jump to navigation

Friday Philosophy – When Things Feel Wrong October 28, 2011

Posted by mwidlake in Friday Philosophy, Perceptions.
Tags: , ,
trackback

I got pinged by someone else missing the Friday Philosophy today {BTW, Good news, the technical blogs start again on Monday}, so…

Take a look at the below. It is a rather pleasant spot of countryside on Sao Migel in the Azores, where the area in the foreground has been converted into a bit of a garden to take advantage of the natural beauty.

Nice, isn’t it? Sorry the sun is not shining, but there you go. This waterfall just across the road from a set of water mills and waterfalls at Achada, which is one of the tourist spots that features often in brochures for Sao Miguel. But look at the scene again. Does anything strike you as odd about that waterfall? I could not put my finger on what it was, I just knew it looked odd. (Graham, if you don’t spot this immediately you owe me a pint).

There was a path heading up the valley to one side of the waterfall, one of a network meandering through the gardens, and I went up it. After a short while there was a smaller path heading up the hill more directly. It looked maintained but too steep to be a “wandering around enjoying the scenary” path. So I went up that. At the top of this path was a structure, a concrete “block house” It hummed and it gurgled. There was another path heading back the way I came, towards the waterfall. I followed along it and I found the top of the waterfall…

Yes, the waterfall was a fake. It was coming out of this huge concrete trough fed by a large pipe which went back to the humming, gurgling concrete block house. Returning back down to the bottom of the waterfall I could put my finger on what was odd about that waterfall. There is a valley to the left. OK, that is not so odd, the water could be coming from high land to the right of the valley and draining into the valley at this point. Except there is another valley to the right of the waterfall as well. Both had small streams running through them. This waterfall could only be natural if there was a perfectly formed, shallow middle valley heading up to the hills between the other two valleys and the only point where the water could escape was at the confluence of the lower two valleys. There was also a lot more water coming down this waterfall than was coming down the two valleys.

What has this got to do with Oracle and databases? Well, have you ever been in the position where you look at the output from a system and it just does not “feel right”? I sometimes refer to something I call DBA Intuition. There is also Developer Intuition and there is certainly Tester Intuition. All are where you are not sure why but it just looks or feels wrong (or, you just get a feeling for what a problem is or what the solution might be, all I class as DBA intuition, but I digress).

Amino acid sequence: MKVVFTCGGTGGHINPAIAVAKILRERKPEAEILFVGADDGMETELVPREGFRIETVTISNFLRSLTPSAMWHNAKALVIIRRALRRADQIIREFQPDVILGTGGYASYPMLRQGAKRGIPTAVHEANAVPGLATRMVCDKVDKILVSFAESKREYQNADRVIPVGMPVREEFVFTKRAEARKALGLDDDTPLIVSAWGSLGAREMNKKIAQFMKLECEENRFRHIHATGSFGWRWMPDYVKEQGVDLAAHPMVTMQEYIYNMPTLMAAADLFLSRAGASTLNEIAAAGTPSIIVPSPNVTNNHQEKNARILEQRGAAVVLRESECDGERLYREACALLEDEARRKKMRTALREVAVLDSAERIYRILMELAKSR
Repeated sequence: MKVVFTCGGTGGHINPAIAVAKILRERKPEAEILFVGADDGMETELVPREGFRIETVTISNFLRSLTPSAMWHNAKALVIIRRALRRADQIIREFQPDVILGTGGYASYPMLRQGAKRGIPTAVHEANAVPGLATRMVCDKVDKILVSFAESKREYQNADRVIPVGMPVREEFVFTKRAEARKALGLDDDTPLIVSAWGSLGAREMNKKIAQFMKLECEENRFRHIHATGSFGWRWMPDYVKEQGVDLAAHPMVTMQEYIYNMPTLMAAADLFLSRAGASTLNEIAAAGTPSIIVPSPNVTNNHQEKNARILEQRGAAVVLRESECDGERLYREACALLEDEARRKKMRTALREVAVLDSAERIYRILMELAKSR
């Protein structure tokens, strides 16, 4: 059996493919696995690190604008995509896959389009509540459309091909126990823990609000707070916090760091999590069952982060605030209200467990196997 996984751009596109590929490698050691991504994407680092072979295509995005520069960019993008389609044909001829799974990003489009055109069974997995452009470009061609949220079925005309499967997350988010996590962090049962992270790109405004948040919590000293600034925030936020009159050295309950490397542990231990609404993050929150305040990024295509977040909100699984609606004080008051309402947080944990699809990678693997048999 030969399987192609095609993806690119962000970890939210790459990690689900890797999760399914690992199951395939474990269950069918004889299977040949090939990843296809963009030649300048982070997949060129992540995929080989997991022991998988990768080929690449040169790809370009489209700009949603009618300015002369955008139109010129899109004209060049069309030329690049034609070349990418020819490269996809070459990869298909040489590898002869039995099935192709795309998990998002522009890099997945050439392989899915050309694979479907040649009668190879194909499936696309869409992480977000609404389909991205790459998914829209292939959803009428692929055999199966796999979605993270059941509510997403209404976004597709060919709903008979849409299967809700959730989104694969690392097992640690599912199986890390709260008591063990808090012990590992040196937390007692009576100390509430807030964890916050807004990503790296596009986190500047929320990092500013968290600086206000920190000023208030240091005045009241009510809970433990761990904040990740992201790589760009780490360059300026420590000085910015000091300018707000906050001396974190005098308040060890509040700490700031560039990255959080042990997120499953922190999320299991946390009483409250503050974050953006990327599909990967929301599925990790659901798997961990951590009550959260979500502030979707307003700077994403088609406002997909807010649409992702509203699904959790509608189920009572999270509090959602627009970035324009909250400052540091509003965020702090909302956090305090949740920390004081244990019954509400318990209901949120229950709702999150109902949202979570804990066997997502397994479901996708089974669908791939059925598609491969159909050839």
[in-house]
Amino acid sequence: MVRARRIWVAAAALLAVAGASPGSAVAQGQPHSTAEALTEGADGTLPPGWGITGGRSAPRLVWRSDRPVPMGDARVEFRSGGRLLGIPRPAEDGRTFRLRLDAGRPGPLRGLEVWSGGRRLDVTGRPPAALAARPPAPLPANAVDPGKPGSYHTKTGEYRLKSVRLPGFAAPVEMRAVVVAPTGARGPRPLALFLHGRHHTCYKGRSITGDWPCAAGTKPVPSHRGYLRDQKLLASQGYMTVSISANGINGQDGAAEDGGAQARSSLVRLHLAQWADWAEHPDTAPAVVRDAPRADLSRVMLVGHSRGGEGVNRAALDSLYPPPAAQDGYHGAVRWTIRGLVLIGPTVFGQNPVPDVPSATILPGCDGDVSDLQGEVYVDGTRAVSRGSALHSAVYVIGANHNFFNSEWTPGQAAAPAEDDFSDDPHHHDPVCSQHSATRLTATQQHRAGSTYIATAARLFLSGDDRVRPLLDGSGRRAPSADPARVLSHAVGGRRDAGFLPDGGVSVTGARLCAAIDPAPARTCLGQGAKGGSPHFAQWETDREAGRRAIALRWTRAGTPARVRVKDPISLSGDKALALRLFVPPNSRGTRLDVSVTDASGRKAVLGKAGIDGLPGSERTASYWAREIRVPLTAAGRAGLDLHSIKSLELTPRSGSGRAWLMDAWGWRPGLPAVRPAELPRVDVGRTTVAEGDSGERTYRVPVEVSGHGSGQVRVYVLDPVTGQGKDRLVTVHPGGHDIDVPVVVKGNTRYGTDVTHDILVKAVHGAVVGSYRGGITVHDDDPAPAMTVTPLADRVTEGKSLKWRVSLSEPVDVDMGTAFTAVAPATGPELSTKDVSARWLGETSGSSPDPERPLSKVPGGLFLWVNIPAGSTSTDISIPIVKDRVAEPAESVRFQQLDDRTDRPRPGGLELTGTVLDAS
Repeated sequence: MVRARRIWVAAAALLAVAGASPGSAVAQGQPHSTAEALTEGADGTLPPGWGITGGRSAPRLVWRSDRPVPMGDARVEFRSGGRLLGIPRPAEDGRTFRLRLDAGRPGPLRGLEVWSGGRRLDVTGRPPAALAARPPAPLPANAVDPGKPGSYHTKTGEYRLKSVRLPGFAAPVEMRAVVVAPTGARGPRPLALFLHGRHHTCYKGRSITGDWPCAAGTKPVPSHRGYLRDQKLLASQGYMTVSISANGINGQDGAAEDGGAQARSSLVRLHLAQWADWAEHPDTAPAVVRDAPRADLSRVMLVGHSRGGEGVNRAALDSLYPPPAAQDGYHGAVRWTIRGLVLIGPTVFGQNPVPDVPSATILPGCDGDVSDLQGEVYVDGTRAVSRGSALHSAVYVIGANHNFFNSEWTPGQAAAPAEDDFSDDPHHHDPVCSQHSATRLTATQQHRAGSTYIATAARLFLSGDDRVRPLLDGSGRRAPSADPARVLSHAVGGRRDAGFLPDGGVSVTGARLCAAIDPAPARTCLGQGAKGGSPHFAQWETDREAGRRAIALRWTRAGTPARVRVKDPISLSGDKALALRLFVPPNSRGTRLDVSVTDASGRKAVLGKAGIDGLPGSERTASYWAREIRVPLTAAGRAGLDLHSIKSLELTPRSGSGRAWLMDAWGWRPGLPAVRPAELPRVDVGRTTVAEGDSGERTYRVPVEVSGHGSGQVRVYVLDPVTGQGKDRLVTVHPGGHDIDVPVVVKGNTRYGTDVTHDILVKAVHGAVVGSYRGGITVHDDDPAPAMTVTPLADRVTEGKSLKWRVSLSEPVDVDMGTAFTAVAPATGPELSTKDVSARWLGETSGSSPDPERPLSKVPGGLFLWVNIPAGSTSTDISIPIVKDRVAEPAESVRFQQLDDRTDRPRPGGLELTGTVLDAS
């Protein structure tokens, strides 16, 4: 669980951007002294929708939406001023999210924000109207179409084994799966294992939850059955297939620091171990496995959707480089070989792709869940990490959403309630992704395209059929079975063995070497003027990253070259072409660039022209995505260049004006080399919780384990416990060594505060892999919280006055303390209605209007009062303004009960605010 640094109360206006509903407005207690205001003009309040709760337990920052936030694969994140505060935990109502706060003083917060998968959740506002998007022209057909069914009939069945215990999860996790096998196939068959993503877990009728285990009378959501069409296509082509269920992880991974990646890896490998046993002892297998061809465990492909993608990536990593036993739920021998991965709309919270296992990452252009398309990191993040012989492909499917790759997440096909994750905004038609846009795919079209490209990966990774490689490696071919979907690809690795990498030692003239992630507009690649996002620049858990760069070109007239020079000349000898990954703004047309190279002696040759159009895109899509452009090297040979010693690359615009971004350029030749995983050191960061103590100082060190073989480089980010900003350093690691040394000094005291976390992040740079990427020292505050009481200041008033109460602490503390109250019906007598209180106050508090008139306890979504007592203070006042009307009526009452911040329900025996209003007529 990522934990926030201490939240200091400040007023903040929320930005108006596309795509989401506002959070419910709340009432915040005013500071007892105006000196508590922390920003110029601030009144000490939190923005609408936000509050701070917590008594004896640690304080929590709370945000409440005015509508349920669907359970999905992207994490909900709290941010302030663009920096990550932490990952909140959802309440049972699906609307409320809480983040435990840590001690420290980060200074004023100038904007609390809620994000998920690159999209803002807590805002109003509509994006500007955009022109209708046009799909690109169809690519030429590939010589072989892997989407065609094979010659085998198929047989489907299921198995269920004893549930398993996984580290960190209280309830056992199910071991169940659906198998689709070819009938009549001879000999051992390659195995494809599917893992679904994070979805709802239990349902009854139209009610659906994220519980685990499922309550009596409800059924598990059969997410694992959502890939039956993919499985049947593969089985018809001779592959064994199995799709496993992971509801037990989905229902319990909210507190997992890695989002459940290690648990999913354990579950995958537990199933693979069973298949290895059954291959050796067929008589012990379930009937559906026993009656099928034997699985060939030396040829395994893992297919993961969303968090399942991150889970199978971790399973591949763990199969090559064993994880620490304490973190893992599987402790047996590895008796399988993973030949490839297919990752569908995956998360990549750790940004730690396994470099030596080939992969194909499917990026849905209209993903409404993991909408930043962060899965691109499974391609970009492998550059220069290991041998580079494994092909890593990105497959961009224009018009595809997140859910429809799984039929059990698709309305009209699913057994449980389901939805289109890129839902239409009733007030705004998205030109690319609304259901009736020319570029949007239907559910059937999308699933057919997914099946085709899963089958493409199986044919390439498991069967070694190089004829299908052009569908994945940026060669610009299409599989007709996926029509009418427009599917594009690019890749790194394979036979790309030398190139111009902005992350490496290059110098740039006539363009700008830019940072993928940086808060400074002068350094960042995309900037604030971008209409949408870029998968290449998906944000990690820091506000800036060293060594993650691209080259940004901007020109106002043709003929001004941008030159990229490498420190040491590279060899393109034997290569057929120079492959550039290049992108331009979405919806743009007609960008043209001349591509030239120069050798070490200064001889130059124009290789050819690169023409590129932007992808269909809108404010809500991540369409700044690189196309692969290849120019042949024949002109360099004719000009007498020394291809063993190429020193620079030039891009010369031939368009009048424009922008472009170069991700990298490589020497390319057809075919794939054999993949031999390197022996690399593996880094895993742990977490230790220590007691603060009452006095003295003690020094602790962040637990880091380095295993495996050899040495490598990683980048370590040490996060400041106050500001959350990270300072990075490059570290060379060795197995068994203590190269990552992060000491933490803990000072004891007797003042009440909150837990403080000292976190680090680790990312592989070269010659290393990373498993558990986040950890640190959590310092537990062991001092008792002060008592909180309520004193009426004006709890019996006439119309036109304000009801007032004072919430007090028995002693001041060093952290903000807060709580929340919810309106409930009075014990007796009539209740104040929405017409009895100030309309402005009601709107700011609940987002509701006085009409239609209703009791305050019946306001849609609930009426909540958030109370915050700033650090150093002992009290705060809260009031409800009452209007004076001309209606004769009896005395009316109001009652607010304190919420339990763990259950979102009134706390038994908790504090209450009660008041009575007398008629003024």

As an example, you are tasked to look at one of those terrible BI-type reports that consist of two pages of SQL and they want to know why it takes so long to run. Before you dive into the code, you look at the result of the report and you just think “That seems like an awfully large number of people responding to that advertising campaign” or “I can’t believe 10 percent of our income comes from selling baby diapers”.

Usually when I have dug into the actual report or part of the system that feels wrong I find out one of two things. That I had no idea that part of that business really worked that way, or, that the report is utter garbage. Somewhere in that report there a missing table or a logic flaw {nested AND and OR statements are a good place to look}. This of course has the advantage that there is no need for me to tune the report until someone can tell me WHAT the report is supposed to be identifying.

DBA Intuition is, I think, basically a gut feeling you develop in response to experience. I suppose I have more “tuning intuition” these days, I look at how fast some SQL is coming back and the volume of data and I think “seems reasonable actually” or “something is very inefficient here”. I’ve noticed that good system testers have this intuitive knack of just asking the new system to do things in a way or order that does not match the original intention.

So, I encourage you to trust your intuition. If some part of the system feels wrong, go and root around in the system undergrowth; climb up to the top of the data waterfall {OK, I’ll stop with the bad IT metaphors) and see what you find.

Incidentally, after I found the pump house we walked the other way up the valley, following the pipe and the pleasant gardens. It took maybe 20 minutes but we found the "real source" of the fake waterfall, which was a very nice, natural waterfall sitting in the very bottom of a pleasant valley – just where a waterfall should be. It just took a little more effort to get to it. I'm sure there is some moral story in there but I'm damned if I can work it out :-)